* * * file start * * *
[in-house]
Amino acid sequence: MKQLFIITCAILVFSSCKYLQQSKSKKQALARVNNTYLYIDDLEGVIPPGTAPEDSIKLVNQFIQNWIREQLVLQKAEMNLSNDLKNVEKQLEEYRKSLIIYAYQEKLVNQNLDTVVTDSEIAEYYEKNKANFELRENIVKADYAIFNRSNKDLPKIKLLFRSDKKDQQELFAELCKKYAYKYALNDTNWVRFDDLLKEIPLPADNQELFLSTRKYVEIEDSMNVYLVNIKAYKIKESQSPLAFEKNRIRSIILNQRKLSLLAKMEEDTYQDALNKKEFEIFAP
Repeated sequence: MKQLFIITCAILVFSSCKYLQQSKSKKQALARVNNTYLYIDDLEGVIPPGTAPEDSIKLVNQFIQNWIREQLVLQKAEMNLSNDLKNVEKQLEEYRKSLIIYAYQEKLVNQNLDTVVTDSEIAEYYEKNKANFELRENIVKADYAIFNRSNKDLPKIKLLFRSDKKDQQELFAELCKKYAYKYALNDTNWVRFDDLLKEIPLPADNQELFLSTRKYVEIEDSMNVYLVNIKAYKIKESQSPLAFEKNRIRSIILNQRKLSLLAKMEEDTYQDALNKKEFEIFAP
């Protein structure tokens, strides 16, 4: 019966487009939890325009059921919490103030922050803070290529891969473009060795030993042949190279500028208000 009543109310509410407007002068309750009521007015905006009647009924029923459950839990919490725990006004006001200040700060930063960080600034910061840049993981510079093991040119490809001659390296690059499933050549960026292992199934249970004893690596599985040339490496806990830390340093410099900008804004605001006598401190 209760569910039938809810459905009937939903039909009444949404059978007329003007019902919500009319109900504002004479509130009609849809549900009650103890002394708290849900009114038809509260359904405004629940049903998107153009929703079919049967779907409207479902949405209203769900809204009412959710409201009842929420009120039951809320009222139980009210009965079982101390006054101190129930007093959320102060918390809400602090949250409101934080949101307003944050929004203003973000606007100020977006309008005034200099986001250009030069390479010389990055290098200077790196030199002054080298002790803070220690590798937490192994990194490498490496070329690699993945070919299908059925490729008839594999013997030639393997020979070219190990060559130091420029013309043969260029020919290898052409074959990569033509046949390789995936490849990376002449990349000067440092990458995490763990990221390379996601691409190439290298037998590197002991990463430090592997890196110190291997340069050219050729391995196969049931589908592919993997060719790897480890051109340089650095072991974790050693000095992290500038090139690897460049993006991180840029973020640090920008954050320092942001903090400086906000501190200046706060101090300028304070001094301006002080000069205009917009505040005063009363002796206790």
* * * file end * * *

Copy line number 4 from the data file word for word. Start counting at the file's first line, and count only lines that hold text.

């Protein structure tokens, strides 16, 4: 019966487009939890325009059921919490103030922050803070290529891969473009060795030993042949190279500028208000 009543109310509410407007002068309750009521007015905006009647009924029923459950839990919490725990006004006001200040700060930063960080600034910061840049993981510079093991040119490809001659390296690059499933050549960026292992199934249970004893690596599985040339490496806990830390340093410099900008804004605001006598401190 209760569910039938809810459905009937939903039909009444949404059978007329003007019902919500009319109900504002004479509130009609849809549900009650103890002394708290849900009114038809509260359904405004629940049903998107153009929703079919049967779907409207479902949405209203769900809204009412959710409201009842929420009120039951809320009222139980009210009965079982101390006054101190129930007093959320102060918390809400602090949250409101934080949101307003944050929004203003973000606007100020977006309008005034200099986001250009030069390479010389990055290098200077790196030199002054080298002790803070220690590798937490192994990194490498490496070329690699993945070919299908059925490729008839594999013997030639393997020979070219190990060559130091420029013309043969260029020919290898052409074959990569033509046949390789995936490849990376002449990349000067440092990458995490763990990221390379996601691409190439290298037998590197002991990463430090592997890196110190291997340069050219050729391995196969049931589908592919993997060719790897480890051109340089650095072991974790050693000095992290500038090139690897460049993006991180840029973020640090920008954050320092942001903090400086906000501190200046706060101090300028304070001094301006002080000069205009917009505040005063009363002796206790």